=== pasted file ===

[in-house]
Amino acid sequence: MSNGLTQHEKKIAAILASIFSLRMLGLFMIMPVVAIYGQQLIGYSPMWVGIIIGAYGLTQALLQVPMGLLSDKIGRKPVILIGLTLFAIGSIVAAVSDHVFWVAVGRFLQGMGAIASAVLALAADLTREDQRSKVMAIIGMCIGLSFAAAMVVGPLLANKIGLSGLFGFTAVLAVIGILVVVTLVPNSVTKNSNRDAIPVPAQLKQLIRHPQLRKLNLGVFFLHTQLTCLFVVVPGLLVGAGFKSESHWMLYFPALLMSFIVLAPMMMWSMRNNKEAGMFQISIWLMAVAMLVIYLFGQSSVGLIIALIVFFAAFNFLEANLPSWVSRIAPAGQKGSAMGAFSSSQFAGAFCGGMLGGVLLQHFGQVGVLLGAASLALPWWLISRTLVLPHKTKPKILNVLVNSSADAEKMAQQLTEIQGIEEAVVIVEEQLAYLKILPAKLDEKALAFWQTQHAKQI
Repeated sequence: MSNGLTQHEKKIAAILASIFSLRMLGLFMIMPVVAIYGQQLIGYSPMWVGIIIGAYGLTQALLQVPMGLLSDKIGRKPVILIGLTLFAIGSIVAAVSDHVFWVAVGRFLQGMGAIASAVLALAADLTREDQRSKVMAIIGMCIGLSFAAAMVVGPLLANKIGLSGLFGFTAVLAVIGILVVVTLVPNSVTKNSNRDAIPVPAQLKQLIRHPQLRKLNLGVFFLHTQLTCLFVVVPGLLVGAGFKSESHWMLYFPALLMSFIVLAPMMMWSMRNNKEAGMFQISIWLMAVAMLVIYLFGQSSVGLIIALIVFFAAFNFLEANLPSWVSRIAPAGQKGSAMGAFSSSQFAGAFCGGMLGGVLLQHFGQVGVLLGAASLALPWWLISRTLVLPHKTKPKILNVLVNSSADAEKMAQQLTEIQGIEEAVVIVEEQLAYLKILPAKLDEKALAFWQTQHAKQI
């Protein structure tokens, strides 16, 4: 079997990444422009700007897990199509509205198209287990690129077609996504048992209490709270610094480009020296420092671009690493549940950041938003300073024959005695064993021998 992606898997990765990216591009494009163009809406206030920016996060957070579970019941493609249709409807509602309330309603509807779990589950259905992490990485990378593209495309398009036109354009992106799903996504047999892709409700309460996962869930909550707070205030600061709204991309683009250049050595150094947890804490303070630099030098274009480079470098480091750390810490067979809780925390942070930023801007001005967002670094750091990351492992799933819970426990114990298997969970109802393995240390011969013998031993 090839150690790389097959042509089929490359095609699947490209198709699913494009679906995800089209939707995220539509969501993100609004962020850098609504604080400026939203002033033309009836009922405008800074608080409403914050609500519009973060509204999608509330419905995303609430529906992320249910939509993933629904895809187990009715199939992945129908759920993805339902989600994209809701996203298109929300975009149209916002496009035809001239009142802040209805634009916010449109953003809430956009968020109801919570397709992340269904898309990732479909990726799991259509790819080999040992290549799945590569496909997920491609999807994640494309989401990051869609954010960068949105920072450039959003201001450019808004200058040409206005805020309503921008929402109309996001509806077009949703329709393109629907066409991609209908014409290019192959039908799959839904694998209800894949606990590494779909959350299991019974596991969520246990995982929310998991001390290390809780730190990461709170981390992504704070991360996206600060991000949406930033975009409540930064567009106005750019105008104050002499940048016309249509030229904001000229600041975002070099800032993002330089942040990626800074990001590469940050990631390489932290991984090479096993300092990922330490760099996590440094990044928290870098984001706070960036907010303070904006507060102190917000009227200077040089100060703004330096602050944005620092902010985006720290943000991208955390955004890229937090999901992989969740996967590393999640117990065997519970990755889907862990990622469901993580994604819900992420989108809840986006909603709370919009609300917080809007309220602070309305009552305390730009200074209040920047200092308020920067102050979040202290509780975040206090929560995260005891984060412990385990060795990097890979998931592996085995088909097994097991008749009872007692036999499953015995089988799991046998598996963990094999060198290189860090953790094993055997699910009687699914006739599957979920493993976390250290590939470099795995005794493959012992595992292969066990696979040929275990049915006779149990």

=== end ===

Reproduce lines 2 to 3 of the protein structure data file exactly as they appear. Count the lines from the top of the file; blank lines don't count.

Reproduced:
Amino acid sequence: MSNGLTQHEKKIAAILASIFSLRMLGLFMIMPVVAIYGQQLIGYSPMWVGIIIGAYGLTQALLQVPMGLLSDKIGRKPVILIGLTLFAIGSIVAAVSDHVFWVAVGRFLQGMGAIASAVLALAADLTREDQRSKVMAIIGMCIGLSFAAAMVVGPLLANKIGLSGLFGFTAVLAVIGILVVVTLVPNSVTKNSNRDAIPVPAQLKQLIRHPQLRKLNLGVFFLHTQLTCLFVVVPGLLVGAGFKSESHWMLYFPALLMSFIVLAPMMMWSMRNNKEAGMFQISIWLMAVAMLVIYLFGQSSVGLIIALIVFFAAFNFLEANLPSWVSRIAPAGQKGSAMGAFSSSQFAGAFCGGMLGGVLLQHFGQVGVLLGAASLALPWWLISRTLVLPHKTKPKILNVLVNSSADAEKMAQQLTEIQGIEEAVVIVEEQLAYLKILPAKLDEKALAFWQTQHAKQI
Repeated sequence: MSNGLTQHEKKIAAILASIFSLRMLGLFMIMPVVAIYGQQLIGYSPMWVGIIIGAYGLTQALLQVPMGLLSDKIGRKPVILIGLTLFAIGSIVAAVSDHVFWVAVGRFLQGMGAIASAVLALAADLTREDQRSKVMAIIGMCIGLSFAAAMVVGPLLANKIGLSGLFGFTAVLAVIGILVVVTLVPNSVTKNSNRDAIPVPAQLKQLIRHPQLRKLNLGVFFLHTQLTCLFVVVPGLLVGAGFKSESHWMLYFPALLMSFIVLAPMMMWSMRNNKEAGMFQISIWLMAVAMLVIYLFGQSSVGLIIALIVFFAAFNFLEANLPSWVSRIAPAGQKGSAMGAFSSSQFAGAFCGGMLGGVLLQHFGQVGVLLGAASLALPWWLISRTLVLPHKTKPKILNVLVNSSADAEKMAQQLTEIQGIEEAVVIVEEQLAYLKILPAKLDEKALAFWQTQHAKQI